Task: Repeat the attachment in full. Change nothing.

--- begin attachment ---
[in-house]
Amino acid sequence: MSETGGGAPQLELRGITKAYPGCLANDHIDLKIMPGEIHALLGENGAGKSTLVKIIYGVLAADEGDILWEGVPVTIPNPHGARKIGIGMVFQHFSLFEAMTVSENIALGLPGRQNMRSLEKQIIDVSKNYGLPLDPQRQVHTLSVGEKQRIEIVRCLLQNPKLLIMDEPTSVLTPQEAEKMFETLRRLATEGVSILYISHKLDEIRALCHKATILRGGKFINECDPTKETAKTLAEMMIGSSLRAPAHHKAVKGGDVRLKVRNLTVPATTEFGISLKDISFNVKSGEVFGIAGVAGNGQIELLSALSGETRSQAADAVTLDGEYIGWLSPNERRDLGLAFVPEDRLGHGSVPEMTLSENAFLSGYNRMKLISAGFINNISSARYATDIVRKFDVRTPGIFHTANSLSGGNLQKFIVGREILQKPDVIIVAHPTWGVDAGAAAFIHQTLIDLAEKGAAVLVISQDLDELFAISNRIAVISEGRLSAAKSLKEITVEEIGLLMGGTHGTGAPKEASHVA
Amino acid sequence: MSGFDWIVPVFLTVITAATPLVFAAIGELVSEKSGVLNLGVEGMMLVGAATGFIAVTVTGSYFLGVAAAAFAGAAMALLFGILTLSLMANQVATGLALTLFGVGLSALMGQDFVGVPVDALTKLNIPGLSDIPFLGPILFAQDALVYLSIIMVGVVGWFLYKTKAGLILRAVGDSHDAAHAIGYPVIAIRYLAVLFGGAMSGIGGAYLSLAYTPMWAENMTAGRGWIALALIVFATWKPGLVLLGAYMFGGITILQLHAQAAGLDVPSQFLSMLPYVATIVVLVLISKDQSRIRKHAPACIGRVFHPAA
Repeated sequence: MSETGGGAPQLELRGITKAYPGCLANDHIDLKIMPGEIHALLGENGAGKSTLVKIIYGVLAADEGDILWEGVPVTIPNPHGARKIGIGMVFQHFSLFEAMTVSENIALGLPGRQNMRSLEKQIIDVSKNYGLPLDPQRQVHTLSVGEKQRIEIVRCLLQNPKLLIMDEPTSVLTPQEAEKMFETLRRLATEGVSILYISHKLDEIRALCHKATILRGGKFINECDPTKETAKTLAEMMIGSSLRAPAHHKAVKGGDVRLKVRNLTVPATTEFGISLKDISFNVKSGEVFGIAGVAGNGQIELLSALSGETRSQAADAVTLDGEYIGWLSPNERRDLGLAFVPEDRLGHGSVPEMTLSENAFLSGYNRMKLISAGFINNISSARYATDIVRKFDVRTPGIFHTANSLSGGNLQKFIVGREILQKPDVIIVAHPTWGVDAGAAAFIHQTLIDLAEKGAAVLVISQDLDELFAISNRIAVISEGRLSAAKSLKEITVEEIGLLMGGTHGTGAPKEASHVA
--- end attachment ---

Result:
[in-house]
Amino acid sequence: MSETGGGAPQLELRGITKAYPGCLANDHIDLKIMPGEIHALLGENGAGKSTLVKIIYGVLAADEGDILWEGVPVTIPNPHGARKIGIGMVFQHFSLFEAMTVSENIALGLPGRQNMRSLEKQIIDVSKNYGLPLDPQRQVHTLSVGEKQRIEIVRCLLQNPKLLIMDEPTSVLTPQEAEKMFETLRRLATEGVSILYISHKLDEIRALCHKATILRGGKFINECDPTKETAKTLAEMMIGSSLRAPAHHKAVKGGDVRLKVRNLTVPATTEFGISLKDISFNVKSGEVFGIAGVAGNGQIELLSALSGETRSQAADAVTLDGEYIGWLSPNERRDLGLAFVPEDRLGHGSVPEMTLSENAFLSGYNRMKLISAGFINNISSARYATDIVRKFDVRTPGIFHTANSLSGGNLQKFIVGREILQKPDVIIVAHPTWGVDAGAAAFIHQTLIDLAEKGAAVLVISQDLDELFAISNRIAVISEGRLSAAKSLKEITVEEIGLLMGGTHGTGAPKEASHVA
Amino acid sequence: MSGFDWIVPVFLTVITAATPLVFAAIGELVSEKSGVLNLGVEGMMLVGAATGFIAVTVTGSYFLGVAAAAFAGAAMALLFGILTLSLMANQVATGLALTLFGVGLSALMGQDFVGVPVDALTKLNIPGLSDIPFLGPILFAQDALVYLSIIMVGVVGWFLYKTKAGLILRAVGDSHDAAHAIGYPVIAIRYLAVLFGGAMSGIGGAYLSLAYTPMWAENMTAGRGWIALALIVFATWKPGLVLLGAYMFGGITILQLHAQAAGLDVPSQFLSMLPYVATIVVLVLISKDQSRIRKHAPACIGRVFHPAA
Repeated sequence: MSETGGGAPQLELRGITKAYPGCLANDHIDLKIMPGEIHALLGENGAGKSTLVKIIYGVLAADEGDILWEGVPVTIPNPHGARKIGIGMVFQHFSLFEAMTVSENIALGLPGRQNMRSLEKQIIDVSKNYGLPLDPQRQVHTLSVGEKQRIEIVRCLLQNPKLLIMDEPTSVLTPQEAEKMFETLRRLATEGVSILYISHKLDEIRALCHKATILRGGKFINECDPTKETAKTLAEMMIGSSLRAPAHHKAVKGGDVRLKVRNLTVPATTEFGISLKDISFNVKSGEVFGIAGVAGNGQIELLSALSGETRSQAADAVTLDGEYIGWLSPNERRDLGLAFVPEDRLGHGSVPEMTLSENAFLSGYNRMKLISAGFINNISSARYATDIVRKFDVRTPGIFHTANSLSGGNLQKFIVGREILQKPDVIIVAHPTWGVDAGAAAFIHQTLIDLAEKGAAVLVISQDLDELFAISNRIAVISEGRLSAAKSLKEITVEEIGLLMGGTHGTGAPKEASHVA